Near Fort Davis in Jeff Davis County, Texas — The American South (West South Central)
Erected 1936 by State of Texas. (Marker Number 478.)
Marker series. This marker is included in the Antonio de Espejo Entrada of 1582-1583, the San Antonio-El Paso Road, and the Texas 1936 Centennial Markers and Monuments marker series.
Location. 30° 35.815′ N, 103° 53.506′ W. Marker is near Fort Davis, Texas, in Jeff Davis County. Marker can be reached from Cavalry Road. Touch for map. Marker is in this post office area: Fort Davis TX 79734, United States of America.
Other nearby markers. At least 8 other markers are within walking distance of this marker. The First Fort Davis (about 600 feet away, measured in a direct line); San Antonio-El Paso Road (approx. 0.2 miles away); St. Joseph Catholic Church (approx. ¼ mile away); Hotel Limpia (approx. 0.6 miles away); Union Mercantile (approx. 0.6 miles away); T/SGT. Manuel S. Gonzales (approx. 0.6 miles away); Old Fort Davis CSA (approx. 0.6 miles away); Jeff Davis County Courthouse (approx. 0.6 miles away). Touch for a list and map of all markers in Fort Davis.
More about this marker. Marker is located near the parking lot of the Fort Davis National Historic Site.
Also see . . .
1. Fort Davis, National Park Service website. (Submitted on January 15, 2010, by Richard Denney of Austin, Texas.)
2. Fort Stockton, Site of Comanche Springs. Fort Stockton was another fort on the historic San Antonio - El Paso road, as well as a key watering hole on the Comanche Trail to and from Mexico. (Submitted on January 15, 2010, by Richard Denney of Austin, Texas.)
3. San Antonio - El Paso Road, Wikipedia article. (Submitted on January 15, 2010, by Richard Denney of Austin, Texas.)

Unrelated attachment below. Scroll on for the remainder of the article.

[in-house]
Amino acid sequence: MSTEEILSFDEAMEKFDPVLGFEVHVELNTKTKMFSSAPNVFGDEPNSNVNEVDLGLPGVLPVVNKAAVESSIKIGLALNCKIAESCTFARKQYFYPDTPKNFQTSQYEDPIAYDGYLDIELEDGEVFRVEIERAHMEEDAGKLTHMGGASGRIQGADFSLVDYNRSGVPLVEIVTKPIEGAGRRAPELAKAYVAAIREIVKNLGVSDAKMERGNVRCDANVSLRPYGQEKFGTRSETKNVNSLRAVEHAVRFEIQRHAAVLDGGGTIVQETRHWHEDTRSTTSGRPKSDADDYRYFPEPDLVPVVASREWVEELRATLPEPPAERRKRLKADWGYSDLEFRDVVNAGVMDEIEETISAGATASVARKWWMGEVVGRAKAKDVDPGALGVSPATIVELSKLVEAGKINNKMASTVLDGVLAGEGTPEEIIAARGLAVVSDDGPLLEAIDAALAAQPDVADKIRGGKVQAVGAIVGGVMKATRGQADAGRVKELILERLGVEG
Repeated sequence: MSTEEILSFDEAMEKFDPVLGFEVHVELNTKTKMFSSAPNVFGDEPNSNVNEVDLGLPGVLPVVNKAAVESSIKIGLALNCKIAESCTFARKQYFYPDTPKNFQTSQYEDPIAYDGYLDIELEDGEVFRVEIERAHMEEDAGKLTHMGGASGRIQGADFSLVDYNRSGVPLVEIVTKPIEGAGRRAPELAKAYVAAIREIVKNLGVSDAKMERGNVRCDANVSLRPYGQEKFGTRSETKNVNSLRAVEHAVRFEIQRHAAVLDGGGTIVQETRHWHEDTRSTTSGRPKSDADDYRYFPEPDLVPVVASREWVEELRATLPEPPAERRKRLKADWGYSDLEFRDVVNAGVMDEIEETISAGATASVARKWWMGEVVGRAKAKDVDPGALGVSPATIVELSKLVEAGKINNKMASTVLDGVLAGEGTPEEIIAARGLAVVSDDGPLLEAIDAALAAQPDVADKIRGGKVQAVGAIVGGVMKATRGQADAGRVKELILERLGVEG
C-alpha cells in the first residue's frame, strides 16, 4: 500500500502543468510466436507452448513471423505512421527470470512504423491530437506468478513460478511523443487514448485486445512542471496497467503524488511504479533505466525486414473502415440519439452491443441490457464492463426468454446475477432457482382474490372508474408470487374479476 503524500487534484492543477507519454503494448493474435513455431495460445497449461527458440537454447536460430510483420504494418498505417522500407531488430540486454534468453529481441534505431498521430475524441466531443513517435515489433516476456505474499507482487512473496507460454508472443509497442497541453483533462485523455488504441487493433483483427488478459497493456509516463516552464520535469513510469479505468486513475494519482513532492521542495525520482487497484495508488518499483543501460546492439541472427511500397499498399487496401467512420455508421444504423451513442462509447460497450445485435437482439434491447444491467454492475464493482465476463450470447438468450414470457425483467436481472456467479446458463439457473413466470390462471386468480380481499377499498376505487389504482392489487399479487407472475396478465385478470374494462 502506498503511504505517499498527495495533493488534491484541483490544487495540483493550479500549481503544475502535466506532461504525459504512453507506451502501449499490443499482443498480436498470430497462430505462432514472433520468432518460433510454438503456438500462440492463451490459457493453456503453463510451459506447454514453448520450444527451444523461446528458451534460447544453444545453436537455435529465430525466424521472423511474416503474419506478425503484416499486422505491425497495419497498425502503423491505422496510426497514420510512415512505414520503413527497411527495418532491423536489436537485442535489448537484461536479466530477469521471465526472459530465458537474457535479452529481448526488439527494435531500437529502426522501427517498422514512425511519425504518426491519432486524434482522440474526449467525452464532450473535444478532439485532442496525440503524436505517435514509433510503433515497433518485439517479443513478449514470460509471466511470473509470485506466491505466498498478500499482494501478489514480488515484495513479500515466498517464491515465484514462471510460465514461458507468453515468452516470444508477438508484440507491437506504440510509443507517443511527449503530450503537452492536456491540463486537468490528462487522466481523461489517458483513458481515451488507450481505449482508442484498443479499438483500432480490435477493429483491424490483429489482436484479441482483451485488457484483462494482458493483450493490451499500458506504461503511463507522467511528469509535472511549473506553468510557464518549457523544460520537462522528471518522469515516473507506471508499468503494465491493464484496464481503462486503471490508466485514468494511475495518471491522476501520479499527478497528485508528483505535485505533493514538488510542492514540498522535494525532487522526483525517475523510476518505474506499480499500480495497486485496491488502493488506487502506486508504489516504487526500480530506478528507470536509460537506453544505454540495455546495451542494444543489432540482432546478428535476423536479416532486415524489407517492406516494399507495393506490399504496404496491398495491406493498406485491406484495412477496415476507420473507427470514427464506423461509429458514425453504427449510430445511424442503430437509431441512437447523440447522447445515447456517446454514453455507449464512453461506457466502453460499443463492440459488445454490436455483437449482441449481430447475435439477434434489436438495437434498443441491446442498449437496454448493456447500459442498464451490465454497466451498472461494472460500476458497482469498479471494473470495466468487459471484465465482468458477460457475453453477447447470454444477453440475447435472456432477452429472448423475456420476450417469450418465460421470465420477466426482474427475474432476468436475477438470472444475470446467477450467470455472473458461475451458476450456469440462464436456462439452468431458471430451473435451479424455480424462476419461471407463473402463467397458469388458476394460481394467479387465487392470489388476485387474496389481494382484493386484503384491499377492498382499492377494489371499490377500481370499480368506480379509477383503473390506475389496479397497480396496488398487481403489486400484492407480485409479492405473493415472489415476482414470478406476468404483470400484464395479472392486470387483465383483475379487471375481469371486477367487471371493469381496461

4. Painted Comanche Camp, Texas Beyond History webpage. U.S. Army engineers who passed through here in 1849 named their resting place (just north of what would become Fort Davis) "Painted Comanche Camp," so named because of pictographs (Submitted on September 24, 2012, by Richard Denney of Austin, Texas.)
5. Antonio de Espejo, link to article on Texas Escapes website. Antonio de Espejo was a Spanish explorer who led an expedition into New Mexico, Arizona and Texas in 1582-1583. Guided by Jumano Indians he was the first Spanish explorer to visit the site that would later become Fort Davis, traveling on a trail through the Davis Mountains that would become part of the San Antonio - El Paso road. (Submitted on October 1, 2012, by Richard Denney of Austin, Texas.)
1. 1936 Centennial Highway Marker
This is a 1936 Centennial highway marker. The pink granite base is part of the original marker, but the original bronze inscription tablet was replaced by the existing tablet.
— Submitted August 20, 2017, by Duane Hall of Abilene, Texas.
Categories. • Forts, Castles • Roads & Vehicles • Settlements & Settlers • Wars, US Indian •
Credits. This page was last revised on August 20, 2017. This page originally submitted on January 11, 2010, by Richard Denney of Austin, Texas. This page has been viewed 1,074 times since then and 33 times this year. Photos: 1, 2, 3. submitted on January 15, 2010, by Richard Denney of Austin, Texas. 4, 5. submitted on September 24, 2012, by Richard Denney of Austin, Texas. 6, 7, 8, 9. submitted on November 19, 2012, by Bill Kirchner of Tucson, Arizona. • Bill Pfingsten was the editor who published this page.